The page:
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Mother and Sister of Mohamed Bah, Killed by NYPD in 2012, Respond to Verdict in Civil Trial

FOR IMMEDIATE RELEASE | November 14, 2017

Contact: Yul-san Liem,, 347.676.1878

In response to the civil trial jury's verdict finding NYPD ESU Officer Edwin Mateo liable for excessive force and NYPD ESU Lt. Michael Licitra liable for failure to supervise in the 2012 NYPD killing of Mohamed Bah, Mohamed's mother, Hawa Bah, and sister, Oumou Bah, released the following statement:

When Mohamed was first killed, we were told it was not possible to prove his was killed unjustly, that it was only Mohamed and the officers in the room, and Mohamed was dead. However, the truth has come out through this trial. Clear evidence was presented that the NYPD unlawfully entered Mohamed's home, used excessive force and killed him in cold blood.

We are please with this verdict, but it doesn't bring Mohamed back and it does not equal justice, accountability or systemic change. It's deeply troubling that even though Mateo and Licitra were found liable, they will not face criminal or financial consequences. We are calling for renewed criminal and NYPD investigations into Mohamed's death in light of this verdict and the overwhelming evidence that these officers broke the law, violated Mohamed's constitutional rights and broke NYPD protocol.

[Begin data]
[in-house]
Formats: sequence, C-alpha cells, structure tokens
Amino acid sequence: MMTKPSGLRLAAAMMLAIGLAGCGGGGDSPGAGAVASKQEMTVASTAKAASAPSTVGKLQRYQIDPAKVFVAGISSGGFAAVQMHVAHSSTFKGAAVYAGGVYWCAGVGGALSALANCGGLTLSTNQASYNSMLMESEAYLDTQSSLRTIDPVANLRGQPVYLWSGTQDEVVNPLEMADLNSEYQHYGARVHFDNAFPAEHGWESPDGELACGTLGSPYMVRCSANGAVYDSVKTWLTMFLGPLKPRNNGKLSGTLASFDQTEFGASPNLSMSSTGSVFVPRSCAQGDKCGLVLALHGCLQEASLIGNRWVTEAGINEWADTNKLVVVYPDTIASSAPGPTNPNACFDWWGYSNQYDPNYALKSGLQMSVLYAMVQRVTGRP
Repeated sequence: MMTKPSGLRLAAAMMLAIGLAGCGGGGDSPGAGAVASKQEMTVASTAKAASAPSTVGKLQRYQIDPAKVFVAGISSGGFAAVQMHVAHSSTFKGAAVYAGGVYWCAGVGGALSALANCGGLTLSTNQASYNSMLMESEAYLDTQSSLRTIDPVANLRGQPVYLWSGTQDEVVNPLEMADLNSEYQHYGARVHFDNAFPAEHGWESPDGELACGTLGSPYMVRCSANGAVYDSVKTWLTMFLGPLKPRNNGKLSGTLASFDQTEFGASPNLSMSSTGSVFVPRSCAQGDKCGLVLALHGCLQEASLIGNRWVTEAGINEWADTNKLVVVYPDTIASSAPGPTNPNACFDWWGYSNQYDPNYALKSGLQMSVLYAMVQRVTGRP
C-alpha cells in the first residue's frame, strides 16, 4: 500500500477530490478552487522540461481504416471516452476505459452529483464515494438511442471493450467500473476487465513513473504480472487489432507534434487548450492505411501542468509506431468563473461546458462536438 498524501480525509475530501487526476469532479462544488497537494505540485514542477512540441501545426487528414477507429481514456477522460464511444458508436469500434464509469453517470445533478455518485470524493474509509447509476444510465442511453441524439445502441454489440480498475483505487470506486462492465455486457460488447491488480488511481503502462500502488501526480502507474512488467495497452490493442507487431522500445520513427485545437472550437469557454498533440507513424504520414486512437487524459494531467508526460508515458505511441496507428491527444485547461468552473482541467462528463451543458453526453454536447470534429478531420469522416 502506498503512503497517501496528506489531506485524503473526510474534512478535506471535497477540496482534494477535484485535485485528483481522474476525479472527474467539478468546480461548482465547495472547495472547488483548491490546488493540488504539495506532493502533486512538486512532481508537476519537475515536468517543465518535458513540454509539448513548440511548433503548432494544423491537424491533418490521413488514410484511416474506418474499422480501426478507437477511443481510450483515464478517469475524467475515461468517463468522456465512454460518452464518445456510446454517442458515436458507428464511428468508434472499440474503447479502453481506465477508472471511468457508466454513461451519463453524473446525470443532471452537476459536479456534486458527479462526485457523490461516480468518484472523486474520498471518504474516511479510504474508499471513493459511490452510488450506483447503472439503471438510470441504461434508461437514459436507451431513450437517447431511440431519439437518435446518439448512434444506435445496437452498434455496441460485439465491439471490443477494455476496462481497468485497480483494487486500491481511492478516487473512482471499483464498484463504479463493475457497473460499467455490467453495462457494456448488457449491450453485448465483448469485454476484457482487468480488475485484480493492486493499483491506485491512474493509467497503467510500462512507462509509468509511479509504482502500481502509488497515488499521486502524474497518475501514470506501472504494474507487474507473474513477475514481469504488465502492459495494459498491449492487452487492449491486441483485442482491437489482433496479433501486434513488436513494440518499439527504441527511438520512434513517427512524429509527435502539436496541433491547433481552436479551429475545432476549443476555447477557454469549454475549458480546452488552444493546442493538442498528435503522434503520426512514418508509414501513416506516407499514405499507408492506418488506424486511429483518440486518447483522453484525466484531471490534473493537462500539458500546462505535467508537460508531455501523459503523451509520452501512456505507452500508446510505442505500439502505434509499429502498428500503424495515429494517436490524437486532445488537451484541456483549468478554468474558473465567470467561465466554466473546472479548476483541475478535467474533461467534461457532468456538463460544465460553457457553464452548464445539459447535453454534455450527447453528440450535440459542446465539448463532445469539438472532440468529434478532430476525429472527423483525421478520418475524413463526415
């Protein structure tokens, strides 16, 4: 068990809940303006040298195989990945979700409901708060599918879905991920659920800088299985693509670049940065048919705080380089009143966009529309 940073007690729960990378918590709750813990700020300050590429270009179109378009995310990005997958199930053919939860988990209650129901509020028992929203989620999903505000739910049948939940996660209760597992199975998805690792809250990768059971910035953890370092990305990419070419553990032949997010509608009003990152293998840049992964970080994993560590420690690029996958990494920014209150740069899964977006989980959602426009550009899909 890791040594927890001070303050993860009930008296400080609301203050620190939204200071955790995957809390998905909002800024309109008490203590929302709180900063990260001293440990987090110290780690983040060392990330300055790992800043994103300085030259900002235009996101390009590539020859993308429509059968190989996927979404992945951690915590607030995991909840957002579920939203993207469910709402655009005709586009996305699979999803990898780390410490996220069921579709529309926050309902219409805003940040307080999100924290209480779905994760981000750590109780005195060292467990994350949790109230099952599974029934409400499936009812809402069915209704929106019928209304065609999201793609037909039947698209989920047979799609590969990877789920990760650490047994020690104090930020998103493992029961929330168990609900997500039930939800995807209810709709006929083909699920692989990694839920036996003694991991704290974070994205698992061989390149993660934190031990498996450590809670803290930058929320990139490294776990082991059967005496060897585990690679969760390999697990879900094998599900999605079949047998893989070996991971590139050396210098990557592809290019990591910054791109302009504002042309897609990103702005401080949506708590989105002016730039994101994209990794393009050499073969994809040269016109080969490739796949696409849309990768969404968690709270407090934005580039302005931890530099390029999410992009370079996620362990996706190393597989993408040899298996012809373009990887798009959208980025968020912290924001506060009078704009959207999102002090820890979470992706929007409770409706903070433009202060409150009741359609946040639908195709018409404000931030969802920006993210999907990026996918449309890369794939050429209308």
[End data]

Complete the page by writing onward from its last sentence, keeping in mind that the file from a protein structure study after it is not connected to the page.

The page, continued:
The truth has been brought to light through this trial. Mohamed's death clearly shows that the NYPD has no business being the first responders for those who are suffering from mental health crises. Since Mohamed was killed too many other New Yorkers who needed care and assistance have been gunned down by the NYPD: Erickson Brito, Deborah Danner, Ariel Galarza, Cornell Lockhart: the list goes on and on. This is the consequence of Mohamed's killers being allowed to walk free. We must hold NYPD officers who unjustly take New Yorkers lives - including the lives of those who need medical assistance - accountable, or else the violence and bloodshed will continue. We will never stop fighting for justice for Mohamed and all those unjustly killed and brutalized by the police and for the systemic change needed to end police violence.


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